Chains And Bonds Have No Part In Us

“I have no prouder boast to say, I am Irish and have been privileged to fight for the Irish people for Ireland. If I have a duty, I will perform it to the full with the unshakable belief that we are a noble race and the chains and bonds have no part in us.” – Francis Hughes. The ten deceased 1981 hunger strikers along with Frank Stagg and Michael Guaghan are featured in this Navan Street, Armagh, mural. In the centre, between the words of Francis Hughes and a “Youth Against H. Block/Armagh” protester are blanket men Hugh Rooney and Freddie Toal.

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Copyright © 2010 Peter Moloney

The Unsung Heroes

“In proud and loving memory of all local volunteers, prisoners of war, republican activists and the unsung heroes who died of natural causes having served the cause of Irish republicanism [“sean óglach” on the individual plaques]. Together in unity you formed a bond which gave true meaning to the undefeated risen people. Your deeds of bravery and resistance will never be forgotten by the people of greater St. James’s. In your honour the quest for Irish freedom continues.” With the famous “our steps will be onward” quote from Máire Drumm at an anti-internment rally in Dunville Park on 10th August, 1975 (RN). Coiste Cuimhneacháin Lár Na bhFál/Ard Na bhFeá [Memorial committee of mid-Falls/Beechmount].

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Copyright © 2010 Peter Moloney

Not Spain, Not France

“1650-2009: 350 years of occupation, 350 years of resistance. Catalan language has been spoken since VIII century. Nowadays, after 350 years of occupation and prohibition, there are 9 million Catalan speakers. The spirit of revolt against the Spanish kingdom and French state is still alive. The struggle of the Catalan people continues against the existing discriminations. Not Spain, not France.” “Saoirse na hÉireann, Llibrtat Països Catalans”. In Clowney Street next to the ‘1969 Phoenix’ mural which dates back to 1981.

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Copyright © 2010 Peter Moloney

Fir Na Pluide/Blanket Men

“Fir na Pluide: i ndiaidh do Rialtas na Breataine stadás polaitiúil a tharraingt siar i 1976 mar chuid dá straitéis le Cuma coirpeach a chur ar an streachailt poblachtach. Dhiúltaigh cimí poblachtacha cloí de rialacha príosiún, a chur iallach orthu obair phríosúin a dhéaneamh agus éide phríosúin a chaitheamh. Ar an ábhar sin, séanach éadach ar bith ar na cimí diomaite de phluid agus diútaíodh cead dul amach as a gcilliní nó caidreamh a dhéanamh le cimí eile. Ó 1978-1981 b’éigean daofa gabhal ar stailc folchta agus mar gheall air sin séanadh aiseanna folctha agus leithreas orthu. D’fhulaing siad córas millteanach brúidiulachta a mhair ó 1976-1981 a raibh d’aidhm aige toil na gcimí – cimí óga a bhformhór – a chloí. D’fhag an tréimhse brúidiúil sin a lorg ar chuid mhaith de na cimí agus bíonn an tráma acu go fóill.”

“The Blanket Men: When political status was withdrawn by the British Government in 1976 as part of their strategy to criminalise the republican struggle, Republican prisoners refused to conform with prison rules which demanded that they wear prison uniform and carry out prison work. They were denied any clothing with the exception of a blanket and denied exercise or to associate with any other prisoners. From 1978-1981 prisoners were forced onto a no wash protest, as a result of which they were denied washing and toilet facilities. They were subjected to a regime of brutality that lasted from 1976-1981 aimed at forcing the mainly young protesters to confirm [sic] with prison rules. Many of the prisoners were scarred and brutalised by their experiences and live with the trauma of that time.”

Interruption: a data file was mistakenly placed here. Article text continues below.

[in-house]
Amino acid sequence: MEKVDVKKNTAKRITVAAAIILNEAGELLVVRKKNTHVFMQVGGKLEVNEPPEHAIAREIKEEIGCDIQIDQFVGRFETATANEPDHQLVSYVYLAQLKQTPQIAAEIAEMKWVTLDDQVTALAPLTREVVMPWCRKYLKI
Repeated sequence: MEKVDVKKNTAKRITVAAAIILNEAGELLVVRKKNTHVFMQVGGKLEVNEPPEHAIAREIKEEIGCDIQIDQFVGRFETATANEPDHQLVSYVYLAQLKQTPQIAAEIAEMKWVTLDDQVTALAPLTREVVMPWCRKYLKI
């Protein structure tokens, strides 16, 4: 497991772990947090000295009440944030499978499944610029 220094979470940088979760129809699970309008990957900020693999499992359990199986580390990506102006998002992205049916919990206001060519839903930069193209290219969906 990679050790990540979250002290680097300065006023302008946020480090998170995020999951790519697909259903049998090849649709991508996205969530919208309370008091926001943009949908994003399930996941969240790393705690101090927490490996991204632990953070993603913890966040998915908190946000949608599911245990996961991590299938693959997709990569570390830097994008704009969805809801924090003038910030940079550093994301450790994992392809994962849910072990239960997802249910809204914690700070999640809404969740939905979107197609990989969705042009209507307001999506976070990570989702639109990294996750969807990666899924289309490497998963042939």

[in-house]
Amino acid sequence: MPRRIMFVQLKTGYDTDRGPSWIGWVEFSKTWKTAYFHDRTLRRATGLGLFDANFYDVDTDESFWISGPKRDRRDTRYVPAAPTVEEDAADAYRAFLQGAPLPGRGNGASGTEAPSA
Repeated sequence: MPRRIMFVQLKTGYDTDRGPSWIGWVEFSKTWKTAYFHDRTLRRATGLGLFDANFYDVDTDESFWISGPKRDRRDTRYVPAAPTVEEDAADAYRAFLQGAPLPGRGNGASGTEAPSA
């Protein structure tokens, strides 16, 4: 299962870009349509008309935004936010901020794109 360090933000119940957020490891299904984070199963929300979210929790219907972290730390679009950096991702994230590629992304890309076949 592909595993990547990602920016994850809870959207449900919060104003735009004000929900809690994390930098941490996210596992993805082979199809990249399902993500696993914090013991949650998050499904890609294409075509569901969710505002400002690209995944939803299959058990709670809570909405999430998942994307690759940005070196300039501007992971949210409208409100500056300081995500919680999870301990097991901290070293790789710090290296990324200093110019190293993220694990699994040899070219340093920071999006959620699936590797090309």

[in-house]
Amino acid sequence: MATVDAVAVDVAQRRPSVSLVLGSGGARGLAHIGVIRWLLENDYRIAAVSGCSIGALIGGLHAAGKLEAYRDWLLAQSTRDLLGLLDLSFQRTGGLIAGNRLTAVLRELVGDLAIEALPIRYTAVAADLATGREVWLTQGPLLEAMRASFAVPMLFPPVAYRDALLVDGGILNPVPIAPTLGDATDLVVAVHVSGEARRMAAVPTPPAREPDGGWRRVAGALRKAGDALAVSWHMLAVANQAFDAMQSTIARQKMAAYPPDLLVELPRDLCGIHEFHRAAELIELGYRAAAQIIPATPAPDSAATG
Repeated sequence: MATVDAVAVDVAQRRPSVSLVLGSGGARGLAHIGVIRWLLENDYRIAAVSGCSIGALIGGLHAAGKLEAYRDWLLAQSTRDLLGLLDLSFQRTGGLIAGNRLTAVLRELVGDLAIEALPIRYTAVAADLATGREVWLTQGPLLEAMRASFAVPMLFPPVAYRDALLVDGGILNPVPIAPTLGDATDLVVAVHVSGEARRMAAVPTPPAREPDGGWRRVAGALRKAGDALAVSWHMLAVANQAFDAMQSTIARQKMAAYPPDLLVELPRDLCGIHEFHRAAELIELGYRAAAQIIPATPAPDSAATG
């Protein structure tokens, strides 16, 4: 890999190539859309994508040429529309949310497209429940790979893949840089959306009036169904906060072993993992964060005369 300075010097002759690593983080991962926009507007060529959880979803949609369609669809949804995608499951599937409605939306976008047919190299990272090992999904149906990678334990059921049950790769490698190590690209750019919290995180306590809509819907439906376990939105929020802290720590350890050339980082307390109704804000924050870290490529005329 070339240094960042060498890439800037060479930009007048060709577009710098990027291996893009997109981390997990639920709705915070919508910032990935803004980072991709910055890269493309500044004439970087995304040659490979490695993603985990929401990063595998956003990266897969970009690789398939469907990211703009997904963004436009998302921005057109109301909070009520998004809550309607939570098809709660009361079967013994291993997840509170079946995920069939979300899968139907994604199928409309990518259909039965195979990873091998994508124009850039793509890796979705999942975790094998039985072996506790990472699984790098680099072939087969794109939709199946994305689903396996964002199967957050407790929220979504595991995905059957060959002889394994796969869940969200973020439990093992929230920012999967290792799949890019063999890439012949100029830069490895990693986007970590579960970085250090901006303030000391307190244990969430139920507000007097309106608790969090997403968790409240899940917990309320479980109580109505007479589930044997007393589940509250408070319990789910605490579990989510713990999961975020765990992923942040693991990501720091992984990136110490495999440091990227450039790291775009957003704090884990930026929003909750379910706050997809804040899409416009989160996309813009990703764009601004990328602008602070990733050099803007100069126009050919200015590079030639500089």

Clowney Street, above the Phoenix.

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Copyright © 2009 Peter Moloney

In Aghaidh Impiriúlachas Na Breataine In Éirinn

“I gcomóradh na stailceoirí ocrais a fuair bás i mBloic-H na Céise Fada sa bhiain 1981 agus i ndíl chuimhne ar ár cróga go léir a thug a raibh acu ar stailc ocrais in aghaidh impiriúlachas na Breataine in Éirinn. This memorial stone is erected to commemorate the deaths of 10 republican volunteers who died in the H-Blocks of Long Kesh prison in the cause of Irish freedom. Their supreme sacrifice changed the course of Irish history forever. Their suffering and subsequent deaths showed the inhumane barbarity of a British government in its attempts to deny our people their liberty and rights as a free nation.”

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Copyright © 2008 Peter Moloney

The Conveyor Belt

Stages of the “conveyor belt” – arrest by the Army, trial before a Diplock court, strip searches in Long Kesh and Armagh, the dirty protest, supported by an RAC [Relatives Action Committee], and finally, hunger strikes – are recreated in murals and reenactments on flat-bed lorries along the Falls Road for the 25th anniversary of the 1981 hunger strike.

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Copyright © 2006 Peter Moloney

Remember The Hunger Strikers

“Remember the hunger strikers, 25th anniversary.” Michael Gaughan and Frank Stagg, who died on hunger strikes in 1974 and 1976 and included in a line of portraits alongside nine of the deceased 1981 hunger strikers; Bobby Sands is shown in the large mural on the right hand side, next to blanket men Hugh Rooney and Freddie Toal.

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Copyright © 2006 Peter Moloney